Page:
For the first time, the House of Cartier has unveiled to the public its most precious treasure: a selection of the best jewels created since the birth of the Maison until today, pieces that because of their age and significance, comprise an incomparable artistic and cultural heritage.
Up to 420 pieces attest to the presence of the Maison in the most relevant events in the life and history of European and Asian nobility, as well as in the private collections of artists, tycoons and movie stars, who have worn part of this archive for more than 160 years: Grace Kelly, Elizabeth Taylor and María Felix among them.
Elizabeth Taylor en Las Vegas, June 1958.
The Art of Cartier is the title of the exhibition on view at the Thyssen Bornemiza Museum in Madrid that brought together hundreds of pieces that narrate the evolution and the creativity of this brand. Louis, Pierre and Jacques Cartier inherited the passion for jewels from their grandfather, François Cartier, who opened his first jewelry store on the emblematic Rue de la Paix, Paris in 1847.
Alfred Cartier y sus 3 hijos. De izquierda a derecha Pierre, Louis y Jacques (1922).
This exhibit recognizes the achievements of the Maison and the adventurous, entrepreneurial spirit of its heirs, who withstood the test of time and turned Cartier into one of the most prestigious jewelry makers in history. The use of dim lights in the exhibition space allows the jewels to shine and illuminate the display.
François Cartier was called “the king of jewelers and the jeweler of kings”, and this becomes apparent from the onset of our visit: the first hall exhibits a selection of tiaras from the 19th century that recalls the intimate relationship between Cartier and the most powerful European monarchies (Spain, Portugal, Russia, Belgium and Greece). The monarchs commissioned impressive crowns with diamonds, rubies and sapphires set in a material that had never been used in haute jewelry: platinum, introduced by Cartier in 1860 to perfectly showcase exquisite diamonds.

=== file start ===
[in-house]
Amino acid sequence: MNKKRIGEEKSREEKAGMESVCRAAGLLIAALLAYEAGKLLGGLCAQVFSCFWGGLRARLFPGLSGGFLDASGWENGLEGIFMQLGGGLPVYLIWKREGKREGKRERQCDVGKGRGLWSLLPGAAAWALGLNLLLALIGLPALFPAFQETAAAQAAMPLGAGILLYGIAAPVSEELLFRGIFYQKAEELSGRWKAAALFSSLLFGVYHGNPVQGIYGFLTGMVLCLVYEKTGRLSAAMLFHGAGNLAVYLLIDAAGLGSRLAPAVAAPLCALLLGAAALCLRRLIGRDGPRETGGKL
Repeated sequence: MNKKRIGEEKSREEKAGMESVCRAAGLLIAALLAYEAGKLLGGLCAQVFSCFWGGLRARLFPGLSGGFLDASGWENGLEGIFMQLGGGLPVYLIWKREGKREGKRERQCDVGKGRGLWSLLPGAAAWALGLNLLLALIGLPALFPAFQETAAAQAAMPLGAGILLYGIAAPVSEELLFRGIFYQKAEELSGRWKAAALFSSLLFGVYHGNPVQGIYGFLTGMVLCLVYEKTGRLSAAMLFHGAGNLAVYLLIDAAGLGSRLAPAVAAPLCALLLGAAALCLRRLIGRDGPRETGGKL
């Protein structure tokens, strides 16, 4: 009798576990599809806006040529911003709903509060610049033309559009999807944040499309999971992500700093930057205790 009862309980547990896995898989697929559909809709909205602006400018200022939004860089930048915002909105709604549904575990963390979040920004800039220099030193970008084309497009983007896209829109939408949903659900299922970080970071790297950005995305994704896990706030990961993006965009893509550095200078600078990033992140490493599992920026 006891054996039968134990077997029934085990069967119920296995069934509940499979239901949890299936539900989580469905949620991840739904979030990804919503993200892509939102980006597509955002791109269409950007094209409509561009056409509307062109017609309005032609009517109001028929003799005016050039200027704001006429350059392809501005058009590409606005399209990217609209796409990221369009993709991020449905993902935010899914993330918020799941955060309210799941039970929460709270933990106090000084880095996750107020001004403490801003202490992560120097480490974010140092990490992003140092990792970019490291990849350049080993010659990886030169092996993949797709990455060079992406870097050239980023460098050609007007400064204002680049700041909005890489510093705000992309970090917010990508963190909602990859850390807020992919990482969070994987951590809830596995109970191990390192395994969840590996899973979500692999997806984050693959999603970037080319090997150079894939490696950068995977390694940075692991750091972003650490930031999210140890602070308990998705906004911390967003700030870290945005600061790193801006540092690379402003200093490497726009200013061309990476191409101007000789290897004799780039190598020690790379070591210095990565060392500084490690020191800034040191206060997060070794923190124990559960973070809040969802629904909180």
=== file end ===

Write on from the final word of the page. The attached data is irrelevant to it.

The first to bet on this innovation were Princess Matilda, cousin of Emperor Napoleon III; Queen Alexandra of the United Kingdom, Russian Princess Olga Paley and Elisabeth, Queen of Belgium, as well as King George VI who, in 1937, commissioned several diadems for special guests at his coronation.
Elizabeth, Reina de los Belgas.
The style of the house would gradually change over the years, turning from the more classic Luis XVI style (lace and diamonds garlands created with the mille grain technique) to the modernist and Art Déco pieces introduced after WWI.
During the first half of the 20th century, Cartier demonstrated a keen interest in geometry, abstraction and straight lines. It is precisely during this period that he consolidates one of the eponymous symbols of the brand: the diamond and onyx panther skin design.
A pop of colorful stones (turquoise, lapis lazuli, jades, sapphires, emeralds, coral and onyx) appears in his creations of the time, informed by his fascination with Diaghilev‘s Ballets Russes. The Cartier brothers had traveled to Russia, India, China, Egypt and Japan and brought with them the exotic magic of the fauna of the Far East, which was transferred to the House’s designs of the mid-19th century: charismatic brooches with Egyptian scarabs, the Tutti-frutti collection, and the Oriental motifs of Buddhas, dragons and crocodiles are representative of the jewels and other decorative objects (lighters, ashtrays, vases and handbags) created by the brand.
In the 20th century, the elite showed a deep admiration for the world’s most recognized jeweler. The ruby and diamond necklace Mike Todd chose for his wife, Elizabeth Taylor, is included in the Thyssen exhibit. King Alfonso XIII gave Queen Victoria Eugenia a garland diadem of pearls and diamonds from the Royal Collection, also made by Cartier. And, on the occasion of his royal wedding in 1956, Prince Rainier III gave his bride, Grace Kelly, jewels that are today a central part of the artistic legacy of the Royal Palace of Monaco.
Alfonso XIII en la joyería Cartier.
The House’s long lasting fascination with flora and fauna, far from the geometry of Art Déco, can only be explained by the presence of Jeanne Touissant who, in 1933, took the helm of the High Jewelry department. The magic and the enigma that emerges from the palm trees, turtles, ladybugs and dragonflies created during this decade are the result of the admiration and inspiration Toussaint felt for the work of Schiaparelli, Dior, Chanel and Balenciaga.
The Duchess of Windsor´s sapphire, ruby and emerald brooches in the shape of flamingos and panthers; Barbara Hinton’s tiger brooch and María Felix´s striking necklace – two crocodiles set with diamonds and emeralds – are clear examples of the boldness, brilliance and mastery of the House of Cartier. ■
Elizabeth Taylor en Las Vegas, June 1958. With permission of the Trustees of Elizabeth Taylor.